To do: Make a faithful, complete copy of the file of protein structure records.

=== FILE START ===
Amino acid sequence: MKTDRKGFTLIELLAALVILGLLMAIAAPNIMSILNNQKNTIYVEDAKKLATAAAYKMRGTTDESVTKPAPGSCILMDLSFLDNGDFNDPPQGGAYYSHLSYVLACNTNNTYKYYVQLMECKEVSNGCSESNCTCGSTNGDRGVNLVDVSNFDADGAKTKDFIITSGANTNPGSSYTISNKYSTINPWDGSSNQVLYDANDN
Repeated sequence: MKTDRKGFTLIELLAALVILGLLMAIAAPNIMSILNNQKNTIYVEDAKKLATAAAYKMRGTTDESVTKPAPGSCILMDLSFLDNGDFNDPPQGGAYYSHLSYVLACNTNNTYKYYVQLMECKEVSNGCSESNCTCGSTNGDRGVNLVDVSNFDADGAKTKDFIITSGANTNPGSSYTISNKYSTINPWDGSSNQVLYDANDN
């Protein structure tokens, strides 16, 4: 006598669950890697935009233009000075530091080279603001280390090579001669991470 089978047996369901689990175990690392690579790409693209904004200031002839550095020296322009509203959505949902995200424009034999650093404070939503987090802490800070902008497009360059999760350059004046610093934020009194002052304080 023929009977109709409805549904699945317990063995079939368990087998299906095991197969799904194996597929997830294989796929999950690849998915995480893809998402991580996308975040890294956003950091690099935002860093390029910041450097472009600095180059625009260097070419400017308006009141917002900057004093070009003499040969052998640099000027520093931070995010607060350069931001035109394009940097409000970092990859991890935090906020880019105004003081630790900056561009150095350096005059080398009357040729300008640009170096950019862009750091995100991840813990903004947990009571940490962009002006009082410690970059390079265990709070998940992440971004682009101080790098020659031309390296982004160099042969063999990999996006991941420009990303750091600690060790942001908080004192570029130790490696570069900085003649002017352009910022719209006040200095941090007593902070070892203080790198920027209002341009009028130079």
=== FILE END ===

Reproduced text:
Amino acid sequence: MKTDRKGFTLIELLAALVILGLLMAIAAPNIMSILNNQKNTIYVEDAKKLATAAAYKMRGTTDESVTKPAPGSCILMDLSFLDNGDFNDPPQGGAYYSHLSYVLACNTNNTYKYYVQLMECKEVSNGCSESNCTCGSTNGDRGVNLVDVSNFDADGAKTKDFIITSGANTNPGSSYTISNKYSTINPWDGSSNQVLYDANDN
Repeated sequence: MKTDRKGFTLIELLAALVILGLLMAIAAPNIMSILNNQKNTIYVEDAKKLATAAAYKMRGTTDESVTKPAPGSCILMDLSFLDNGDFNDPPQGGAYYSHLSYVLACNTNNTYKYYVQLMECKEVSNGCSESNCTCGSTNGDRGVNLVDVSNFDADGAKTKDFIITSGANTNPGSSYTISNKYSTINPWDGSSNQVLYDANDN
């Protein structure tokens, strides 16, 4: 006598669950890697935009233009000075530091080279603001280390090579001669991470 089978047996369901689990175990690392690579790409693209904004200031002839550095020296322009509203959505949902995200424009034999650093404070939503987090802490800070902008497009360059999760350059004046610093934020009194002052304080 023929009977109709409805549904699945317990063995079939368990087998299906095991197969799904194996597929997830294989796929999950690849998915995480893809998402991580996308975040890294956003950091690099935002860093390029910041450097472009600095180059625009260097070419400017308006009141917002900057004093070009003499040969052998640099000027520093931070995010607060350069931001035109394009940097409000970092990859991890935090906020880019105004003081630790900056561009150095350096005059080398009357040729300008640009170096950019862009750091995100991840813990903004947990009571940490962009002006009082410690970059390079265990709070998940992440971004682009101080790098020659031309390296982004160099042969063999990999996006991941420009990303750091600690060790942001908080004192570029130790490696570069900085003649002017352009910022719209006040200095941090007593902070070892203080790198920027209002341009009028130079």